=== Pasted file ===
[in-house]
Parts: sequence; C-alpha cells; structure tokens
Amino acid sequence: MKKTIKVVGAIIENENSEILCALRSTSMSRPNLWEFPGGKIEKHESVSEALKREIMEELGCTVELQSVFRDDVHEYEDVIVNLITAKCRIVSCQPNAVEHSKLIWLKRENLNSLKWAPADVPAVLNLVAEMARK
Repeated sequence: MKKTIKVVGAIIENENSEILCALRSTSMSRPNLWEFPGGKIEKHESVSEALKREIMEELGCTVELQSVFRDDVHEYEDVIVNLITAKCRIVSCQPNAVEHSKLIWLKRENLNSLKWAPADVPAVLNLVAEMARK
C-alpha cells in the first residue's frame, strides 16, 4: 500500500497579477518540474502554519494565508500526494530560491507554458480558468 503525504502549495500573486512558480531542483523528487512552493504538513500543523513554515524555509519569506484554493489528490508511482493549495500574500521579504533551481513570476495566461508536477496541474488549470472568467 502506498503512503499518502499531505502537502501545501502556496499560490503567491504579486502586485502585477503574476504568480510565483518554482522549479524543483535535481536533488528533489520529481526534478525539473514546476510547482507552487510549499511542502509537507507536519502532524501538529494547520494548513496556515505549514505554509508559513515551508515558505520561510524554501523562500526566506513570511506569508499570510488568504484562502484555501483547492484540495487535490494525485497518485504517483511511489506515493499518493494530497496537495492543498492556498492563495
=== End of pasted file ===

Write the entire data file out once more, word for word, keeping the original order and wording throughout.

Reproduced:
[in-house]
Parts: sequence; C-alpha cells; structure tokens
Amino acid sequence: MKKTIKVVGAIIENENSEILCALRSTSMSRPNLWEFPGGKIEKHESVSEALKREIMEELGCTVELQSVFRDDVHEYEDVIVNLITAKCRIVSCQPNAVEHSKLIWLKRENLNSLKWAPADVPAVLNLVAEMARK
Repeated sequence: MKKTIKVVGAIIENENSEILCALRSTSMSRPNLWEFPGGKIEKHESVSEALKREIMEELGCTVELQSVFRDDVHEYEDVIVNLITAKCRIVSCQPNAVEHSKLIWLKRENLNSLKWAPADVPAVLNLVAEMARK
C-alpha cells in the first residue's frame, strides 16, 4: 500500500497579477518540474502554519494565508500526494530560491507554458480558468 503525504502549495500573486512558480531542483523528487512552493504538513500543523513554515524555509519569506484554493489528490508511482493549495500574500521579504533551481513570476495566461508536477496541474488549470472568467 502506498503512503499518502499531505502537502501545501502556496499560490503567491504579486502586485502585477503574476504568480510565483518554482522549479524543483535535481536533488528533489520529481526534478525539473514546476510547482507552487510549499511542502509537507507536519502532524501538529494547520494548513496556515505549514505554509508559513515551508515558505520561510524554501523562500526566506513570511506569508499570510488568504484562502484555501483547492484540495487535490494525485497518485504517483511511489506515493499518493494530497496537495492543498492556498492563495